Most of the time these things aren’t taught in poverty stricken families. They don’t have the time, energy, or understanding. Educators have to do the best they can anyway. Teachers cannot change those circumstances.

    How can a teacher possibly make up for all that a parent should have done? This is why attacking underperforming schools is useless. The parents who stay at the new charter have probably already raised their kids to be learners. The kids who don’t stay are still in the same boat as they were before…not because they’ll be in another Anaheim public school, but because they cannot go back and change how they were raised. They can’t change how their parents are parenting them.

    So what can be done? Education needs to begin at conception. Soon-to-be-parents need to be educated, but they also need to care. And caring cannot be regulated. Caring cannot be forced.

    Blaming teachers for students not performing is like blaming police for crime, or doctors for cancer, or carmakers because you ran out of gas.

    But I understand this much. People must be able to place the blame on someone else. It’s too scary to accept the truth sometimes. It means admitting that we are helpless. No one wants to do that, especially in education. Sadly, I believe that until we all admit it, until we stop throwing stones and face reality, absolutely nothing will help, charter schools included.

    • I wish all parents would prescribe to your effort at parenting.
      So how should schools deal with the kids you describe? Should kids like yours be held back because other kids aren’t performing? We can all sit here and debate what’s wrong and why it’s wrong. But the charter school is one solution parents have come to. I realize it’s an option that you disagree with. So what would you suggest?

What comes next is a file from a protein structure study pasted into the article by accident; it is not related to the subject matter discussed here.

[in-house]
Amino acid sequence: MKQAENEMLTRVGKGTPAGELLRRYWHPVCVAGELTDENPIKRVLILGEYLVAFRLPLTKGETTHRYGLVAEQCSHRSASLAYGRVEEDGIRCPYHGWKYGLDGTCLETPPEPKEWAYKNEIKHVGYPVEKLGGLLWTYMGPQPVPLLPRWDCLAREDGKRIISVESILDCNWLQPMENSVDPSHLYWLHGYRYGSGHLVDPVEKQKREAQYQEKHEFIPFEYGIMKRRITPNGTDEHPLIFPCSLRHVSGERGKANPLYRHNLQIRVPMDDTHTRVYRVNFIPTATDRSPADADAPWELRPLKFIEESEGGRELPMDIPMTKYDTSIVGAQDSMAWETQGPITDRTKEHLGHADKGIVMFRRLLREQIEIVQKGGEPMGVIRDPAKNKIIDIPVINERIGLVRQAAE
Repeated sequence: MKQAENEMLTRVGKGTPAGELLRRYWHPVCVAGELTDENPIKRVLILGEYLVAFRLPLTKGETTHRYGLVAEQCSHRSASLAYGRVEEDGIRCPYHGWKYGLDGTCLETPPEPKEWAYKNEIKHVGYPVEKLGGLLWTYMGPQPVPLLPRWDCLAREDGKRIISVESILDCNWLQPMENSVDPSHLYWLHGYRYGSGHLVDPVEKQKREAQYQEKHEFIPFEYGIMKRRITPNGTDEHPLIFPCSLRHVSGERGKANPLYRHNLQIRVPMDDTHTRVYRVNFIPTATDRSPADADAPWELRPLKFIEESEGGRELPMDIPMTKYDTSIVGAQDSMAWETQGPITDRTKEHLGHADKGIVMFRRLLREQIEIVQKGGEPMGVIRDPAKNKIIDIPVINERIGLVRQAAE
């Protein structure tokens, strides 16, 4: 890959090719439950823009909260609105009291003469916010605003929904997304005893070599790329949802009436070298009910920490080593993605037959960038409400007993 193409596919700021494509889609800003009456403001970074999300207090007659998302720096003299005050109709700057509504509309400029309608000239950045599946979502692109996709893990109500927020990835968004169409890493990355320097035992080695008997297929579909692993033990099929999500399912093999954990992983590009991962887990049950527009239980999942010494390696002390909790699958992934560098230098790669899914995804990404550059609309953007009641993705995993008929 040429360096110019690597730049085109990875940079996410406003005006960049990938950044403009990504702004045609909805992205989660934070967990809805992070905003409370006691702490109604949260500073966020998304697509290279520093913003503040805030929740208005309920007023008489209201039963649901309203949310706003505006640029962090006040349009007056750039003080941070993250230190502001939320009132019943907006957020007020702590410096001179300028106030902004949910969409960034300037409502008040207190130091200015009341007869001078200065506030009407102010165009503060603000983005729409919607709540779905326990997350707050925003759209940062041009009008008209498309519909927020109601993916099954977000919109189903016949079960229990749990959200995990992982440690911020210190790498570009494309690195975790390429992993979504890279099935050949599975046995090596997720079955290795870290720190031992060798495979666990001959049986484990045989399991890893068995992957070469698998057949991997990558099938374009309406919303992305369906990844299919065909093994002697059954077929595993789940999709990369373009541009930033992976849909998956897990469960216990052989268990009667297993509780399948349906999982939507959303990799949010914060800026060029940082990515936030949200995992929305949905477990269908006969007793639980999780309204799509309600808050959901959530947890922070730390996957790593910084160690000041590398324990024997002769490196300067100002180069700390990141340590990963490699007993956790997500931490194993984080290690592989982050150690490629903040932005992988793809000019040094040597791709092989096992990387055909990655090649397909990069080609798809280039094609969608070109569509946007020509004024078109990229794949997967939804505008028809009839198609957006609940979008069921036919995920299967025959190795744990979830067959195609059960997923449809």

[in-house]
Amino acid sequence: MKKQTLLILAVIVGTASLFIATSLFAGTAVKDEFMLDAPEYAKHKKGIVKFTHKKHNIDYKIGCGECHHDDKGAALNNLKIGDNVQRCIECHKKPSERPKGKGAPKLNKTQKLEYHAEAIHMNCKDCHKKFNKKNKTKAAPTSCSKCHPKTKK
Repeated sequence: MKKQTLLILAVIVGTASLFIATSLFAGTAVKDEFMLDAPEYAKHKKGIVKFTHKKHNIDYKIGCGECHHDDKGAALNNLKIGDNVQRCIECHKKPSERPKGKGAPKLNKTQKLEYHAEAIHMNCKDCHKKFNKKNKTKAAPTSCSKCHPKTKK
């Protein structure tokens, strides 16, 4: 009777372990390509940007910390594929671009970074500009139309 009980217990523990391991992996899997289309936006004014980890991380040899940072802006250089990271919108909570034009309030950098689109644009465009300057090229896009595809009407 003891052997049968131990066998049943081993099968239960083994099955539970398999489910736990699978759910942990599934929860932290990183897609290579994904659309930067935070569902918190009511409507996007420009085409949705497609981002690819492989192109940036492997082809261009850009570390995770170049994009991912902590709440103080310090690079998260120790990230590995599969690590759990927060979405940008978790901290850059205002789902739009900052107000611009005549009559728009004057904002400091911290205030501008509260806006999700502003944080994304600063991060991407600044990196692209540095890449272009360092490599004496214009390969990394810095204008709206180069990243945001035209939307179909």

• Finally, a parent says it how it is, how it should be, and how we grandparents raised our kids to be responsible AMERICAN CITIZENS – and does not blame TEACHERS for parents failures! Great, great article!

      • Matthew Cunningham

        A group of parents petitioning to exercise their right under state law to convert their school to charter status is NOT an attack on teachers. It does NOT equate to “blaming teachers.”

        This is a “straw man” argument; a tired and empty teachers union rhetorical device intended to silence any deviation from the union line. And it is so at odds with the reality of what these parents have had to put up with from the district and the unions simply for exercising their rights as parents.

  2. This problem all started when the old school board hired Dr. Linda Wagner. The problem all started with her making all the changes in the schools before knowing the needs of each school. So we should ask her what motivated her or who motivated her to do all these changes that have not been beneficial to the district. Dr. Wagner if you acted by the advice of Dr. Jose Moreno please note that he uses many people to do his dirty work. You were one of many he manipulated to do his dirty work. I cannot say you are a bad superintendent however you should always take inconsideration the needs of the children and community before you start making the dramatic changes you have done since the day you were hired. I ask the new school board to always make a good decision when it comes to making dramatic changes that will affect the education of our children.